Fit for Your CurvesPattern adjustments create a garment that surpasses any you can buy off the rack
If you care about fit in the garments you sew, you’ve probably learned ways to adjust patterns for your figure. For many sewers, the resulting pattern can look unconvincing: Shapes and proportions you’re used to seeing in a commercial pattern have changed enough to make you wonder if the garment you plan to sew will work at all. You’re not alone: Even with many years of fitting experience, I still sometimes hesitate to believe in the pattern pieces I have adjusted.
To keep on track with your fitting, remind yourself that a commercial pattern is a standard size and shape. It is meant to fit a body that looks something like a dress form, with perfect symmetry, erect posture, square shoulders, and few curves. Unless your body has this shape, your personalized patterns won’t be shaped like a commercial pattern. I view the pattern as simply a general starting point. You have the power to make it into something that works for your figure.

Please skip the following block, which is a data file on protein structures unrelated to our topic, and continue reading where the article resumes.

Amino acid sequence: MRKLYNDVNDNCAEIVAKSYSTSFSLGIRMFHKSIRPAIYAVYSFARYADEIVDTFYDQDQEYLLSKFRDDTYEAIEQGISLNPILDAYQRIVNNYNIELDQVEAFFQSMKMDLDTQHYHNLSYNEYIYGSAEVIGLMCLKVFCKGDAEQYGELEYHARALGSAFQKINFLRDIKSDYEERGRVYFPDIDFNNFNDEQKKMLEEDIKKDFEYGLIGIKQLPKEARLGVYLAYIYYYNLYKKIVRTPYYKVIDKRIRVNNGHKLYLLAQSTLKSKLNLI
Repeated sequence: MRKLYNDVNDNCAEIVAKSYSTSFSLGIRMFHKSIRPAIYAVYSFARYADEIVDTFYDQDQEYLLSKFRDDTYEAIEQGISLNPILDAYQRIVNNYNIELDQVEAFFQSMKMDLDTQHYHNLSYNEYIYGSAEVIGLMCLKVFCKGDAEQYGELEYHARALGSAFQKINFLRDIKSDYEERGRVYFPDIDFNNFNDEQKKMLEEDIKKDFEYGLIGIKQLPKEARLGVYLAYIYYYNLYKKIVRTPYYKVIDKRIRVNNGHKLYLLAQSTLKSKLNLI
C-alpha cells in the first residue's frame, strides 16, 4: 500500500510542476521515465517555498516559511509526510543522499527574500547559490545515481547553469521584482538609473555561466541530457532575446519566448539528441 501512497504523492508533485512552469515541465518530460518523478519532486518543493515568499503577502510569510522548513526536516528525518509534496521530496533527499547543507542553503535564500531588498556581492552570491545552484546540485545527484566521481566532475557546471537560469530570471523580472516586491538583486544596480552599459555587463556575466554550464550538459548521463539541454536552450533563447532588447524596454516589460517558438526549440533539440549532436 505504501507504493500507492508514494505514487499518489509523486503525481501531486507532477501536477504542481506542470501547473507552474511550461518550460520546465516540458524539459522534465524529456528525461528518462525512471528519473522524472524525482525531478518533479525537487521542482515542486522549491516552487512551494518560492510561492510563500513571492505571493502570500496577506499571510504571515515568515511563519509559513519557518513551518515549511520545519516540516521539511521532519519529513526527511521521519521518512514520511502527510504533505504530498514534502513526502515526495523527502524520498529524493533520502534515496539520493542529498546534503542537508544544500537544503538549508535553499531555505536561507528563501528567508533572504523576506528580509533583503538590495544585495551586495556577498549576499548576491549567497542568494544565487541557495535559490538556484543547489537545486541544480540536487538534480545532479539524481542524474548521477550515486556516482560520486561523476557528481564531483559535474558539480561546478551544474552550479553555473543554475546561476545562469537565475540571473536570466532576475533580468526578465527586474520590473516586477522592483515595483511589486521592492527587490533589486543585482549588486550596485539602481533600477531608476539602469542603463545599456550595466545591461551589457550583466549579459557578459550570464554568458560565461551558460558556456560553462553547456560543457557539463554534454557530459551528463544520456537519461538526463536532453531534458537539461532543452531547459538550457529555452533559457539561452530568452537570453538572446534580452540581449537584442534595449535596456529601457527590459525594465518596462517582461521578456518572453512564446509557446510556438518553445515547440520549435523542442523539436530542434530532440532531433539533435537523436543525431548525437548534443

I’’ll share how I adjust patterns for common fitting issues, so you can follow the process and—most important—see how the final patterns come out. We’ll look at a way to accommodate a full bust if you have narrow shoulders and/or a narrow chest. This can help a small-framed individual keep tops, dresses, and jackets from overwhelming the upper torso. Then I’ll show how to add circumference for a full or rounded abdomen. Simply widening a garment at the side seams doesn’t help when you need space only in the front. My approach adds princess seams; I don’t hesitate to add seams if it solves a fitting issue. These enable you to increase circumference and build in shaping where needed and keep a bodice from looking tentlike.